THERE were no cameras present, just common decency. Few were there at Dudgeon Park to catch the moment but one small gesture said everything you need to know about Stuart Kettlewell, the former Queen’s Park, Clyde and Ross County midfielder.
Long after the dust had settled on Brora’s triumphant shoot-out victory, a player who grafted tirelessly for everything he achieved in the game, from amateur status to a Scottish Cup final and SPL football, was consoling a young Edinburgh City counterpart crumpled in dejection below the main stand.
Kettlewell, still only 30, might understandably have been too caught up in his own concerns to pay the tearful kid a second glance. Putting body on the line precariously, he had just performed for 120 minutes on a fragile hip that has him walking with a visible limp and sends agonising pain shooting through his very being.
He is a footballer who desperately needs long weeks of summer rest and recuperation to be certain, even, of continuing his part-time career.
This is no hyperbole. Kettlewell, currently in renewed rehab on the injury that ended his time at County, has been told by specialists he is one small step away from requiring a hip replacement operation.
For a young husband and father, now working as Ross County’s Under-20s coach, that is a galling prospect yet, there he was on Saturday, playing his part valiantly for a team who, some would have it, were disinterested enough to “throw” the play-offs.
With the Highland League champions’ tight squad ravaged by unavoidable absences, Kettlewell raised his hand during the week and told manager David Kirkwood he would willingly play his part.
Brora’s desire and integrity can no longer be questioned, but it was as much the impressive togetherness and will of Edinburgh City that shone as Brora’s amid the honest endeavour.
Asked about the young opponent he comforted, Kettlewell – who netted the decisive spot-kick – said: “I like to think I’ve gathered a wee bit of experience in the game and it is not nice to see a boy hurting like that.
“Their boys did fantastically well over the two legs and, do you know what? They will dust themselves down and go again next season.
“It was a great achievement for them winning their own league and you see how much it means to them. It is never nice to see a lad upset like that but it says a lot about him as a person and how far he can go with a desire and attitude like that.
“I like to think, when I was younger, older and more experienced players would have given me the same wee pat on the back and a word of advice.”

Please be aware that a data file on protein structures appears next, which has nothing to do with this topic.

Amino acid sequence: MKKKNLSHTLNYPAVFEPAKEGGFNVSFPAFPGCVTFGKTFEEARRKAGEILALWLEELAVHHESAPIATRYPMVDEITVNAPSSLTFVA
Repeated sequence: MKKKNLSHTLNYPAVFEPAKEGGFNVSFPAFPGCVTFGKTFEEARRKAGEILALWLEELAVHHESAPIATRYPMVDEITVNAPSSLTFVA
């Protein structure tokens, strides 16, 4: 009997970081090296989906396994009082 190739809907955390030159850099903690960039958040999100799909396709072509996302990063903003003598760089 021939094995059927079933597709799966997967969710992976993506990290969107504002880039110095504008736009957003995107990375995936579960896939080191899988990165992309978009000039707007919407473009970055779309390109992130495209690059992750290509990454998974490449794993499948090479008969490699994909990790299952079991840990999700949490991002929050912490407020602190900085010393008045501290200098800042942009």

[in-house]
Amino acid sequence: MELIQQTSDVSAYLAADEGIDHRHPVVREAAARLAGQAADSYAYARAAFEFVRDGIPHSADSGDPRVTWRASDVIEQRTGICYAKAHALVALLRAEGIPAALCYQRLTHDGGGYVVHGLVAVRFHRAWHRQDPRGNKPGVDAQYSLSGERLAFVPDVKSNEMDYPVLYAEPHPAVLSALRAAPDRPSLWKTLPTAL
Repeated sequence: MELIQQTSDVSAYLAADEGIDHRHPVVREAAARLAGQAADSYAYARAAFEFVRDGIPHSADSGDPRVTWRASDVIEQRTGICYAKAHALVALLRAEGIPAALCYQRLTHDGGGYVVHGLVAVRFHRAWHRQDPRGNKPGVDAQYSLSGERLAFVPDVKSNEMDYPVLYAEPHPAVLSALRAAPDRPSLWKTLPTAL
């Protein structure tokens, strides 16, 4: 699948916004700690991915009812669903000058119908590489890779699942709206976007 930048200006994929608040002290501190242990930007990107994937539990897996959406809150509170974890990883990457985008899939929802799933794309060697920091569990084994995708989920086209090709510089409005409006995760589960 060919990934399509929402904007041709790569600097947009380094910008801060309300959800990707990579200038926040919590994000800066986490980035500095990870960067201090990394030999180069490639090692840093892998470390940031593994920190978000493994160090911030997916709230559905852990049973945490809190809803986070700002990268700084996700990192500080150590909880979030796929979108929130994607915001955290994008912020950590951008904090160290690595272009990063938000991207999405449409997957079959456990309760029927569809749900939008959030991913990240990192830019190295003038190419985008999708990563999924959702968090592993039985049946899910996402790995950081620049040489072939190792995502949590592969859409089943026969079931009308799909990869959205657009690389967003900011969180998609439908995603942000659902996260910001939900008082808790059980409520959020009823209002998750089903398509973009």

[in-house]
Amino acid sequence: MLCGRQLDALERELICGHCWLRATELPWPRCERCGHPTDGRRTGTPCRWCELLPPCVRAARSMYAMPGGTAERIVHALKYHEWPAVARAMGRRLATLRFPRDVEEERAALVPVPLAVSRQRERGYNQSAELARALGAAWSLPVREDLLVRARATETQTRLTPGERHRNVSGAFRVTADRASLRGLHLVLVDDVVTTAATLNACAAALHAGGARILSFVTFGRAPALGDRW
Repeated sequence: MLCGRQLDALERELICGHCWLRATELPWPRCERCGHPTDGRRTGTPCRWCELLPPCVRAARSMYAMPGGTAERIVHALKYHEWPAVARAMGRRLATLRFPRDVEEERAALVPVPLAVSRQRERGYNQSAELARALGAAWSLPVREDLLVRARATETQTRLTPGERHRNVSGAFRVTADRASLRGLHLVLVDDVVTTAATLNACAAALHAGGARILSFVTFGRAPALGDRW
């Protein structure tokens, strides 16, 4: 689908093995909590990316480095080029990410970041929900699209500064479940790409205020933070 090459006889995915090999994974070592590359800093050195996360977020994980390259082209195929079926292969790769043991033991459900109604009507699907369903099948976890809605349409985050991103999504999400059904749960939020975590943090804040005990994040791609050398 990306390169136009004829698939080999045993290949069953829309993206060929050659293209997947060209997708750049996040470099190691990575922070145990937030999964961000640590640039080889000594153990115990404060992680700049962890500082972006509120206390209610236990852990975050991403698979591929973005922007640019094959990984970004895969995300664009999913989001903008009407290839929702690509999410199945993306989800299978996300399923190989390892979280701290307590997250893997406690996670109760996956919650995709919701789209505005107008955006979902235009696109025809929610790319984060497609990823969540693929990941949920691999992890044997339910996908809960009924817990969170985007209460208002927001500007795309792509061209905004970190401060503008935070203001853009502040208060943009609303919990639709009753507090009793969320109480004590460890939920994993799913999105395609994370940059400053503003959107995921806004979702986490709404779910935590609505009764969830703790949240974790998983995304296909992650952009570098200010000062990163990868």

Brora, missing the towering defensive presence of former Caley Thistle captain Grant Munro, were weakened through their spine.
Zander Sutherland, an attacker who has netted more than 20 goals this season, was also absent while fellow former Caley Thistle team-mate Dale Gillespie was sorely missed in the heart of midfield.
After a 1-1 draw in the capital, City stole an early advantage in a dominant first half with Ross Allum striking home an angled, 12-yard finish off the inside post after just four minutes.
City would pay for several missed chances, the hosts levelling the tie after 63 minutes when the otherwise excellent Joe Mbu clumsily head-flicked a defensive pass over his own goalkeeper for Scott Graham to tap home.
City’s Chris McKee received a second booking almost on full-time, but there was little more than tension to absorb in a Brora-dominated extra 30 minutes before the dreaded penalties beckoned and Kettlewell set the seal on a 4-2 shoot-out victory.
Asked if Brora could silence the critics scathing of their board’s anti-play-off stance in the final against Montrose, Kettlewell said: “I think we’ve probably done that today and last week, if truth be told.
“It was suggested we would maybe throw the game but you can see there today how much it means to the boys. Listen, there are top professionals in there – top guys – and their attitude shone today.”
City manager Gary Jardine spoke eloquently of his team’s hurt in the aftermath.
He said: “It is gut-wrenching, it really is. We have aspirations to play at a higher level one day. It really is our dream.
“Nobody gives my boys a chance. With the background they come from, they have to earn everything they get in life.”